The sea hibiscus is in full bloom; the flowers are yellow when they first come out and change to pinkish red during a day or so.  This could be a signal that the flower is old and thus unattractive to pollinators.  Or it might signal the opposite, as being open for business but to a different group of insects more attracted to reddish flowers.

Sea hibiscus - pink

Sea hibiscus 

Western sandpiper on the Spit
Two wintering sandpipers seen close together on the Palm Island beach were the least and western sandpipers, differing mainly by the color of their legs. Both will soon be leaving to breed in the Arctic but do not yet show any breeding coloration.  They may not be too anxious to arrive on the frigid breeding grounds before the weather is suitable.
Forsters tern
Among a group of royal terns nearby. some show increases in the amount of black feathers on the cap, but are not yet fully changed into breeding condition. They breed nearby along the Gulf and Atlantic coasts.   An adjacent Forster's tern is still in non-breeding plumage; they breed both along the coast and inland, mostly south of Canada.

Spotted sandpiper
A spotted sandpiper on the same beach is barely showing the development of the distinct spots which will distinguish breeding birds.  

Least sandpipers on the Spit

Thus although some birds are migrating northwards, many have yet to either migrate or to develop their full breeding coloration.  But there are reports of tree swallows and some other migrants moving north to VA, so some migration is underway.  Bird song is picking up although we are yet to see any substantial number of spring migrants passing through SW FL from Central and South America.  But the time is very close for that most exciting time of year- spring migration of our N American breeding birds that winter in southern latitudes.
Royal terns Palm Island

Bill Dunson
Englewood, FL, and Galax, VA

I see you!‏

Red morph screech owl

This tiny red morph male screech owl sits in a tree in our backyard acting like a leaf or twig and doing a good job of camouflage with its tall "ear" tuffs.  His female is in a box nearby and you are likely to attract a couple of "screechies" if you put out a box in your yard anywhere in the eastern US.

Bill Dunson

Tuesday, March 17, 2015

Up close and personal with horseshoe crabs‏

My 12 year old grandson, Isaac Dunson (left), and his friend, Drew Oligschlaeger (right), are visiting us from Salt Lake City.  They are getting an in depth introduction to boating and marine critters and are here seen inspecting some horseshoe crabs they caught near Little Gasparilla Island.  They both seem a little suspicious that these ancient spider relatives are harmless.

Bill Dunson

Paddleboarding at Palm Island‏

Isaac Dunson paddleboarding on Palm Island

My grandson 12 year old Isaac Dunson is visiting us from Salt Lake City.  He is having a ball learning how to paddleboard on Palm Island even though the waves are a bit challenging.

Bill Dunson

Friday, March 13, 2015

A Low Tide Bonanza of Life

We have recently had a series of very low tides and this has revealed some interesting animals either on the beach or on shallow flats.  
Horse conch on beach at Stump Pass
The state shell of Florida is the magnificent horse conch which has a bright red body and foot. It is not a true conch but is more closely related to the tulip shells.  I have often wondered about the striking red body color and its purpose but have found no answer.  The horse conch is predatory on other molluscs and is the largest gastropod in American waters.  

Lightning whelk eating a clam in Bocilla Lagoon
A slightly smaller marine gastropod and food for the horse conch is the lightning whelk, which is unusual in that it is sinistral or left handed.  If you hold the shell by its front or pointed end facing down, the flared part of the shell where the foot emerges is to the left side.  I came across a large adult feeding on a hard clam on a tidal flat.  They lay their eggs in a long string of capsules which are sometimes washed onto the beach.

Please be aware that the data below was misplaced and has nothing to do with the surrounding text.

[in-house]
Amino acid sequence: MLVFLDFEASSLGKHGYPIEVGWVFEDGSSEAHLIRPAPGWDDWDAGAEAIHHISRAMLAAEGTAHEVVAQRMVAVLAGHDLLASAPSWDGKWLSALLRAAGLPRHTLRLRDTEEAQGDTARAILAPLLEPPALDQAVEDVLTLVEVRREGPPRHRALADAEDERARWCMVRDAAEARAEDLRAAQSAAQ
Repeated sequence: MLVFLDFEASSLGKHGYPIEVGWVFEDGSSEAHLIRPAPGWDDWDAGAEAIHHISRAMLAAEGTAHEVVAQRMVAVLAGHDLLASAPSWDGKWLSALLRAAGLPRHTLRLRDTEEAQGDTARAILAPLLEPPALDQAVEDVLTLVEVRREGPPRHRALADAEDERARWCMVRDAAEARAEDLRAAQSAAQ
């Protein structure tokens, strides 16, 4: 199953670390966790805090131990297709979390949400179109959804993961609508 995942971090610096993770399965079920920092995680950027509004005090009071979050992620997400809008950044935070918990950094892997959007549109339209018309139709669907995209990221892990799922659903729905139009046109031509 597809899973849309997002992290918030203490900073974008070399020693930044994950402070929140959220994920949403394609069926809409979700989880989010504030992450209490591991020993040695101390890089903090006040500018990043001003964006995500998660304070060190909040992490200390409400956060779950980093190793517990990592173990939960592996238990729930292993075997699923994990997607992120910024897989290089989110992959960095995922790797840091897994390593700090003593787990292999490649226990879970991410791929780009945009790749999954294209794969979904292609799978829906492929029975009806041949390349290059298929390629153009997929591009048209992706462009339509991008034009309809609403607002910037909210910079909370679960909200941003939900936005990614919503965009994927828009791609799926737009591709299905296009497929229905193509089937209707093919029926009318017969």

Whelk shell with anemones at Stump Pass
I found a small lightning whelk shell washed up on the beach which was empty, although it likely had a hermit crab in it previously.  But the most interesting feature was the attachment of three symbiotic anemones (Calliactis) to the shell.  

These of course are retracted when out of the water but they benefit from attaching to the mollusc shells inhabited by hermit crabs and probably also provide some protection and perhaps food to the crab with their stinging tentacles.

Moon snail egg collar
A smaller marine gastropod, the moon snail, lays its eggs in a collar mixed with sand.  It has been shown that the design of this collar is useful in maintaining the eggs on top of the sediment and upright.  The moon snail bores through the shells of its prey with an acidic secretion.

Sea squirts on flat in Bocilla Lagoon
My grandkids' favorite marine invertebrates are the sea squirts which as adults are sessile tunicates fixed to the bottom or some hard object.  They are filter feeders and have an internal compartment filled with water.  When squeezed they squirt the water out in a fine stream- they thus become nature's water pistol !  They are interesting since they have a free swimming larvae which is similar in structure to the early chordates/vertebrates and are indeed in the same phylum despite their strange morphology.

Cassiopea jellyfish in Bocilla Lagoon

My favorite jellyfish is the upside down jelly or Cassiopea.  It has symbiotic algae in its tissues and lies on its back to gather sun for the algae.  It appears to be a photosynthetic animal/plant partnership which also obtains food from catching zooplankton with its venomous nematocysts.  It is a warm water species and is only occasionally found in numbers in our area of SW FL.  Indeed during my 20 years of experience in this area it has rarely been able to overwinter and grow to a large size.  Thus global warming has apparently not yet had a significant effect on its ability to colonize more northern habitats.  

Lightning whelk egg capules at the Spit
So keep an eye on the tide tables and weather events such as strong winds which can contribute to the occurrence of exceptionally low tides.  This is an opportunity to observe some fascinating subtidal animals which otherwise are not easily seen.

Bill Dunson
Englewood, FL and Galax, VA

Wednesday, March 4, 2015

Snowbird of a Different Sort‏

Cooper's hawk 2-25-15, Chapel Hill, NC
"Snowbird" usually refers to a person who leaves the north and goes to Florida in winter to avoid the cold weather.  This photo taken recently in my son's yard in Chapel Hill, NC, shows a different type.  This is a Cooper's hawk in deep snow, very unusual for the Piedmont of NC, looking for a tasty snack of a bird coming to the bird feeder.  I am sure it wishes it had migrated south !  

Bill Dunson